It's Never Too Late: How to Apply to Grad School when You're Over 65

Senior Man Sitting in the Library and Using Laptop
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Many adults express the desire to go back to school to begin or finish a bachelor's degree or to attend graduate school. Changes in the economy, an increasing lifespan, and evolving attitudes about aging have made so-called nontraditional students very common at some institutions. The definition of a nontraditional student has stretched to include older adults and it is not uncommon for adults to return to college after retirement.

It is often said that college is wasted on the young. A lifetime of experience provides a context for learning and interpreting class material. Graduate study is increasingly common among older adults. According to the National Center for Education Statistics, nearly 200,000 students age 50-64 and about 8,200 students age 65 and over were enrolled in graduate study in 2009. That number is increasing every year.

At the same time as the undergraduate student population is "greying" with the increase of nontraditional students, many post-retirement applicants wonder whether they are too old for graduate study. I have addressed this question in the past, with a resounding "No, you're never too old for grad school." But do graduate programs see it that way? How do you apply to graduate school, as an older adult? Should you address your age? Below are some basic considerations.

Age Discrimination

Like employers, graduate programs cannot reject students on the basis of age.

That said, there are so many aspects to a graduate application that there is no easy way to determine why an applicant is rejected.

Applicant Fit

Some fields of graduate study, such as the hard sciences, are very competitive. These graduate programs accept very few students. In considering applications, admissions committees in these programs tend to emphasize applicants' post-graduate plans.

Competitive graduate programs often seek to mold students into leaders within their fields. Moreover, graduate advisors often seek to duplicate themselves by training students who can follow in their footsteps and continue their work for years to come. Post-retirement, most adult students' goals and plans for the future often do not match those of the graduate faculty and admissions committee. Post-retirement adults usually do not plan to enter the workforce and seek graduate education as an ends unto itself.

That is not to say that seeking a graduate degree to satisfy a love of learning is not enough to earn a spot in a graduate program. Graduate programs welcome interested, prepared, and motivated students. However, the most competitive programs with a handful of slots may prefer students with long-range career goals that match their profile of the ideal student. So it is a matter of choosing a graduate program that fits your interests and aspirations. This is true of all grad programs.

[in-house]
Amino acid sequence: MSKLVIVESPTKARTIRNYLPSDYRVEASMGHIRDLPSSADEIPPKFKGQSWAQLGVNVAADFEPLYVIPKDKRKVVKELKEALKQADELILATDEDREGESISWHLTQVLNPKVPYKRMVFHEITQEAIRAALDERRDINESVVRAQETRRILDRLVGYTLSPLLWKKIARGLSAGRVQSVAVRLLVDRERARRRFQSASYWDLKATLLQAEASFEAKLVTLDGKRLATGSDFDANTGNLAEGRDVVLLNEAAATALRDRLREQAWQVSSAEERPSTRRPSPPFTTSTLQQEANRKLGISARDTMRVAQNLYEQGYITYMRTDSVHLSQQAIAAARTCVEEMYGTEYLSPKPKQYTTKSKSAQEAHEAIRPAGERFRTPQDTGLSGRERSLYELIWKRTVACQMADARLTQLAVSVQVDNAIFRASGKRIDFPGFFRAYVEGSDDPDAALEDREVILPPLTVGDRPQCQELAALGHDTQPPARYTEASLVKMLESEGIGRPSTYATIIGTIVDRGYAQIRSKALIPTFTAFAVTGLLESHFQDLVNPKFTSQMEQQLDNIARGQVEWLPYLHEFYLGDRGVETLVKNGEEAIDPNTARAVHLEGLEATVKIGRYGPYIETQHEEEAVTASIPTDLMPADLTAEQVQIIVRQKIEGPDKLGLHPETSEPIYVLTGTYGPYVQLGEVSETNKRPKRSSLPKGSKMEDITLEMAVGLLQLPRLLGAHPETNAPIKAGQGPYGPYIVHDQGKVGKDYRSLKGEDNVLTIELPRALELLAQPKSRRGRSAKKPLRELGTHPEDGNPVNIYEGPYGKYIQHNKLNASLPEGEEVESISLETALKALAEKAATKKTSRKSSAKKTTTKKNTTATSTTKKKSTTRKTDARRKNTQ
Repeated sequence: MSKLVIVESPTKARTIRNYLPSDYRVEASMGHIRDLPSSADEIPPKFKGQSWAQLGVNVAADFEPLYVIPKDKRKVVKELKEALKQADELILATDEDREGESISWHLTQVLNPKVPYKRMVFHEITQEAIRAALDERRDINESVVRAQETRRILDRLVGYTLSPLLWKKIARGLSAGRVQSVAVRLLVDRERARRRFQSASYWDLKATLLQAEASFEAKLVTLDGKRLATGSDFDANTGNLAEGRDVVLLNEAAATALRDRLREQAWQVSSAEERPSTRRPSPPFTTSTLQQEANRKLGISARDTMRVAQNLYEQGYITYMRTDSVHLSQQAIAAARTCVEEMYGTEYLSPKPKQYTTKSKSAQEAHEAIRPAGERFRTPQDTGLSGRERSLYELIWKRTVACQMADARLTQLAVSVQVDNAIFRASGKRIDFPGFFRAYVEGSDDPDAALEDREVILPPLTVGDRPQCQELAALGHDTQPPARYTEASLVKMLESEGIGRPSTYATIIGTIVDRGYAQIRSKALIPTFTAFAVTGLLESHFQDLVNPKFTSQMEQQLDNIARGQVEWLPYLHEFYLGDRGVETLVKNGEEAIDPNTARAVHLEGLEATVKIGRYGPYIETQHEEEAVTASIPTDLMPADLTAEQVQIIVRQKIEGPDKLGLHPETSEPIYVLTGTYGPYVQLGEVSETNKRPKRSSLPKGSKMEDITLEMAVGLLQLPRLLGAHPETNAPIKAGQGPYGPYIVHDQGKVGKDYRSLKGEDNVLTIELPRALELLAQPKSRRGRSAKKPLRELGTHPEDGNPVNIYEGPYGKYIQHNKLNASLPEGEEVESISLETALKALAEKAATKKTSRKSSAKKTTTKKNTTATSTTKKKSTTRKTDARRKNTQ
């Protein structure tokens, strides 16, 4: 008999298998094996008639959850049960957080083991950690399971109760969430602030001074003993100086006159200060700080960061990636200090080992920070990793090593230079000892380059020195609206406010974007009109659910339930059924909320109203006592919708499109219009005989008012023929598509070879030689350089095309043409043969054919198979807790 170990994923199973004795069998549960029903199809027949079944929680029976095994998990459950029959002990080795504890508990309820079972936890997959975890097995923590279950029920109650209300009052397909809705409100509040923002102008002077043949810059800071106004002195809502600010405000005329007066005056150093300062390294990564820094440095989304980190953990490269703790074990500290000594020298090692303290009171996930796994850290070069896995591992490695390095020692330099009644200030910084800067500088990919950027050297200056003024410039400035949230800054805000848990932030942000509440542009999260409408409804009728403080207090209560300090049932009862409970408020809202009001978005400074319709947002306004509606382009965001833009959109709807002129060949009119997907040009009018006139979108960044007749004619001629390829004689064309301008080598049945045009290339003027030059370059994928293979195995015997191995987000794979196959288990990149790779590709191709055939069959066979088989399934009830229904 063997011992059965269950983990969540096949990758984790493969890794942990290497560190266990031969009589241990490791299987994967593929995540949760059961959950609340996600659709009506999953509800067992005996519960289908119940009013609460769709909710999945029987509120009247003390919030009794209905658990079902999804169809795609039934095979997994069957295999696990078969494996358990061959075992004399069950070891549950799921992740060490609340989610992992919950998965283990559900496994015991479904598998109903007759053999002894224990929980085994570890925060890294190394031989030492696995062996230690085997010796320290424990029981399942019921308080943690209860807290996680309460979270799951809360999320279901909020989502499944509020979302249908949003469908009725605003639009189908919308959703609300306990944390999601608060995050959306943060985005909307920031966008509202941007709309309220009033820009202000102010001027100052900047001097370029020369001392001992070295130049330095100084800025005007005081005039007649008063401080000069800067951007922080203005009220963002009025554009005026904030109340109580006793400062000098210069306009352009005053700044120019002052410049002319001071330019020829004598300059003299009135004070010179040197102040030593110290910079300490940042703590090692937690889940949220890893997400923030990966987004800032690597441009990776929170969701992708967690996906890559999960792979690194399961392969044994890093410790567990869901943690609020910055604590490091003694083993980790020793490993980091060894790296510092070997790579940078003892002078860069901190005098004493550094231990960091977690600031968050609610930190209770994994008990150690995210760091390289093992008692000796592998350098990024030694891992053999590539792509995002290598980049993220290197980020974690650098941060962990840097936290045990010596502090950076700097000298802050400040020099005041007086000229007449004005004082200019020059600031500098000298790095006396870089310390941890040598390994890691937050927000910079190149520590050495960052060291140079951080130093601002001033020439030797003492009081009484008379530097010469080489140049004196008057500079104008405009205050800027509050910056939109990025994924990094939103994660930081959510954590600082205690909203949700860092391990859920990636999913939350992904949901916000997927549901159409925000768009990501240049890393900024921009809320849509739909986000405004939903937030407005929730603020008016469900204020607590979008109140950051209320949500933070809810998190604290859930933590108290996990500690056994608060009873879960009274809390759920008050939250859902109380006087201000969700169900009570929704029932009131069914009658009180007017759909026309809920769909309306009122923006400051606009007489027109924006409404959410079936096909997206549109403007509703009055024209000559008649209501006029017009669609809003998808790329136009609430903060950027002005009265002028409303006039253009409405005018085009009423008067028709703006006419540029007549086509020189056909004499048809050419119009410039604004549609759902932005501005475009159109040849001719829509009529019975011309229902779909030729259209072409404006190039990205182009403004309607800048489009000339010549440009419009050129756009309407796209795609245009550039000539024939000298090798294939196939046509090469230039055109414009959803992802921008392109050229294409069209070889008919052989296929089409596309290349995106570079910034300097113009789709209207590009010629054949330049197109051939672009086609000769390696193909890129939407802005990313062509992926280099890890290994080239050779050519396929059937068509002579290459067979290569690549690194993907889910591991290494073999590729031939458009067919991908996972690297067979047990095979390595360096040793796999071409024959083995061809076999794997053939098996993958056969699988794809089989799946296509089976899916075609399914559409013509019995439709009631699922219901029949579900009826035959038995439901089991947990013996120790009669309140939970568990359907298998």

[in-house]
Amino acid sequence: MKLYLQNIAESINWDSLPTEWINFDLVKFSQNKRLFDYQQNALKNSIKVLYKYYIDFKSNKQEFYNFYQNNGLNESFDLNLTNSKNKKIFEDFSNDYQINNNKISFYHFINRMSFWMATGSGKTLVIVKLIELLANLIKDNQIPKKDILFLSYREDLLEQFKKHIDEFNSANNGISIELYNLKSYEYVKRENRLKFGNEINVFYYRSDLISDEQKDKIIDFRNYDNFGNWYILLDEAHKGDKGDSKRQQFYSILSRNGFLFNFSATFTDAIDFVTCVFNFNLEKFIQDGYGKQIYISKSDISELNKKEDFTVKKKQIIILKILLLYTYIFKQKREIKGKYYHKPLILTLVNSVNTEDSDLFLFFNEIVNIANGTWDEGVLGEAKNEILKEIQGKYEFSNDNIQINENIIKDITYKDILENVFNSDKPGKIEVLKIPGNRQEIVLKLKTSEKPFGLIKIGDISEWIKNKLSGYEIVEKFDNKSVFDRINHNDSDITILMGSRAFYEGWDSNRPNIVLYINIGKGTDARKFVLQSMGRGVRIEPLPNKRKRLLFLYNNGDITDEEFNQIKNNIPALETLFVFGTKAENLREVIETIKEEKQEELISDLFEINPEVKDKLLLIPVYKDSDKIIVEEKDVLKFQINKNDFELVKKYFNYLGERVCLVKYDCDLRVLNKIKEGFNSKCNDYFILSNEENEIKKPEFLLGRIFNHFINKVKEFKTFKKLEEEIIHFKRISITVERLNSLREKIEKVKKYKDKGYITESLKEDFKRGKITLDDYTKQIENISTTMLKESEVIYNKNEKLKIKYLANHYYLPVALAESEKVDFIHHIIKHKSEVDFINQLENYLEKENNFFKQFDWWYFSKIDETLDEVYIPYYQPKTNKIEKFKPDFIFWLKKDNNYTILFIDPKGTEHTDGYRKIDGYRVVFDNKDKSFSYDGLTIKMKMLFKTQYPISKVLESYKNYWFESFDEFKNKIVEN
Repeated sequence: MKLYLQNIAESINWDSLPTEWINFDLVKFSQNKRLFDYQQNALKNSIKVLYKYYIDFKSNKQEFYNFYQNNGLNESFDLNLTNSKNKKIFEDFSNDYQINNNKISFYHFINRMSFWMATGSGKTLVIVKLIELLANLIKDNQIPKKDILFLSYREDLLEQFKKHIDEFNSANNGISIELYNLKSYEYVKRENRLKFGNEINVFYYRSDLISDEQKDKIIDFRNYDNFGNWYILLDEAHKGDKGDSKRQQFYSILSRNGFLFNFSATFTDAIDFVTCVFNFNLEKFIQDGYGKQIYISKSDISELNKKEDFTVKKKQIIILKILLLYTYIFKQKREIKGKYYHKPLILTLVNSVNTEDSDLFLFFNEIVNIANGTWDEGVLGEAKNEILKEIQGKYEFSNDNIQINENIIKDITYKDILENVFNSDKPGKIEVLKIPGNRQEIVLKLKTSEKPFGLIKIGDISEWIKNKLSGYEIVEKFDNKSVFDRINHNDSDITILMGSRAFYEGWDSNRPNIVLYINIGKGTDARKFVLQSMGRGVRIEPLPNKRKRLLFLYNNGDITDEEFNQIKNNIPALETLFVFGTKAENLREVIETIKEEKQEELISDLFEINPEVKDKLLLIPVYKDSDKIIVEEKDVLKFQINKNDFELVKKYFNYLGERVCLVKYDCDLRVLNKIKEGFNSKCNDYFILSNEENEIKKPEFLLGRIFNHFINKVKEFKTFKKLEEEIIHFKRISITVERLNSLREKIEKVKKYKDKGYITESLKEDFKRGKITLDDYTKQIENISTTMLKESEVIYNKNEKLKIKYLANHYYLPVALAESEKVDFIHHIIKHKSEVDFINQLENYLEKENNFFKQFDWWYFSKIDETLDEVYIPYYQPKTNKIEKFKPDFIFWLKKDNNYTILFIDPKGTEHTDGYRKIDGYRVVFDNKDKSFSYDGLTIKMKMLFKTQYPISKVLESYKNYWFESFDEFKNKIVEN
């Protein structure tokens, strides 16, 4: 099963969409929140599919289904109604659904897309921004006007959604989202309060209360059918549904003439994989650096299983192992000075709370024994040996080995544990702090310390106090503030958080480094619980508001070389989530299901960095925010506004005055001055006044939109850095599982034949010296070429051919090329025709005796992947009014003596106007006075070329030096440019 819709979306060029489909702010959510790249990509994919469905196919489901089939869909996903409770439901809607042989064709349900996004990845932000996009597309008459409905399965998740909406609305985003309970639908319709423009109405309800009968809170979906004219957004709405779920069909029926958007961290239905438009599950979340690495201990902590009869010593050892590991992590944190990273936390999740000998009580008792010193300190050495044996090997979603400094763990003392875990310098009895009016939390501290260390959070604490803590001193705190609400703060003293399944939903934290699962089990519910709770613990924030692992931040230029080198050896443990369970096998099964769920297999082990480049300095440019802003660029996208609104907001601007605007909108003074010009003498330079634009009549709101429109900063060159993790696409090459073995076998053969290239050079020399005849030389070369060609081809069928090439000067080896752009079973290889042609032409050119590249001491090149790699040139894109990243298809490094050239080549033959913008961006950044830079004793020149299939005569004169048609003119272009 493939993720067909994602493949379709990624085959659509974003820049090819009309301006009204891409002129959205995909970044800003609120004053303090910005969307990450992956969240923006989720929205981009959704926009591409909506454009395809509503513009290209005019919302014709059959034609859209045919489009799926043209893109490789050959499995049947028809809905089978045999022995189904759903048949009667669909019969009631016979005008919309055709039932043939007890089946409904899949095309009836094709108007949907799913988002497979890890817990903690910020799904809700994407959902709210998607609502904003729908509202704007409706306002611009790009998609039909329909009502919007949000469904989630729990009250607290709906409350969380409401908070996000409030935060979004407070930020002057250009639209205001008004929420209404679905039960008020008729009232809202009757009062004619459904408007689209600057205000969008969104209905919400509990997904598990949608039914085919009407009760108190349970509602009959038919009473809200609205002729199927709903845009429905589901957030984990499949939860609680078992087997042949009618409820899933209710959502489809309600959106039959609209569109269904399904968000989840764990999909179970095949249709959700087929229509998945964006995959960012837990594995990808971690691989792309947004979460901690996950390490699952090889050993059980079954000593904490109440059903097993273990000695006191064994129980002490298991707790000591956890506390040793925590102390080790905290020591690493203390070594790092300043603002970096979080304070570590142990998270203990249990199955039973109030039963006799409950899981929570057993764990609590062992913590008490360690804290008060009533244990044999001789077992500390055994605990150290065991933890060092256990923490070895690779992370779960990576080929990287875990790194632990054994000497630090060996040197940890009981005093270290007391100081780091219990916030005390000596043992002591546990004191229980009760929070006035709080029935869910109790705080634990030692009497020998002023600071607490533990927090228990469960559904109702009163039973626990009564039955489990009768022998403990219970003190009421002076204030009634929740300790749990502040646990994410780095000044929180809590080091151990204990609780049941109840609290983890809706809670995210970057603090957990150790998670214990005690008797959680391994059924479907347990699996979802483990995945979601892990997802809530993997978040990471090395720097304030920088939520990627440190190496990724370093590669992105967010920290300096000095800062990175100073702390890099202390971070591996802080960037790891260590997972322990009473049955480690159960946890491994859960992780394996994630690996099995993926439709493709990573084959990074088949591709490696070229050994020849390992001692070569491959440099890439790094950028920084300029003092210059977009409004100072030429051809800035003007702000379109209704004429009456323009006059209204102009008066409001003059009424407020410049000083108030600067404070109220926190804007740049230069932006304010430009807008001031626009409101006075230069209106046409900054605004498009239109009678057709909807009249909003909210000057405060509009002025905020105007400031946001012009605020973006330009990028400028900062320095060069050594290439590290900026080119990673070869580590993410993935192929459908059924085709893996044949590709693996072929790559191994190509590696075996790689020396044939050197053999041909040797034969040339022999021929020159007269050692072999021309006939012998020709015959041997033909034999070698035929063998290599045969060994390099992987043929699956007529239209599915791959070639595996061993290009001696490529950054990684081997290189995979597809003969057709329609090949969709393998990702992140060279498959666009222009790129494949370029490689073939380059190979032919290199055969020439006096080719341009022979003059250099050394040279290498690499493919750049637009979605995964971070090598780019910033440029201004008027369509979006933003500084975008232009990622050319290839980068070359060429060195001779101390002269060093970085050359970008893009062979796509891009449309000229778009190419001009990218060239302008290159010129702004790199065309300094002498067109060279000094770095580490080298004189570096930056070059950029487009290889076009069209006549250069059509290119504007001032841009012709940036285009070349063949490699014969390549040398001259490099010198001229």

What to Say to Admissions Committees

Recently I was contacted by a nontraditional student in his 70s who had finished a bachelor's degree and hoped to continue his education through graduate study. Although we have come to a consensus here that one is never too old for graduate education, what do you say to a graduate admissions committee?

What do you include in your admissions essay? In most cases, it is not all that different than the typical nontraditional student.

Be honest but don't focus on age. Most admissions essays ask applicants to discuss the reasons they seek graduate study as well as how their experiences have prepared them and support their aspirations. Give a clear reason for applying to graduate school. It may include your love of learning and researching or perhaps your desire to share knowledge by writing or helping others. As you discuss relevant experiences you might subtly introduce age into the essay as your relevant experiences may span decades. Remember to only discuss experiences that are directly relevant to your chosen field of study.

Graduate programs want applicants who have the capacity and motivation to finish.

Speak to your ability to complete the program, your motivation. Provide examples to illustrate your ability to stick the course, whether it is a career spanning decades or the experience of attending and graduating from college after retirement.

Remember Your Recommendation Letters

Regardless of age, recommendation letters from professors are important components of your graduate school application. Especially as an older student, letters from recent professors can attest to your ability for academics and the value you add in the classroom. Such letters hold weight with admissions committees. If you are returning to school and do not have recent recommendations from professors, consider enrolling in a class or two, part-time and non-matriculated, so that you can forge a relationship with faculty. Ideally, take a graduate class in the program you hope to attend and become known by the faculty and no longer a faceless application.

There is no age limit on graduate study. You're never too old.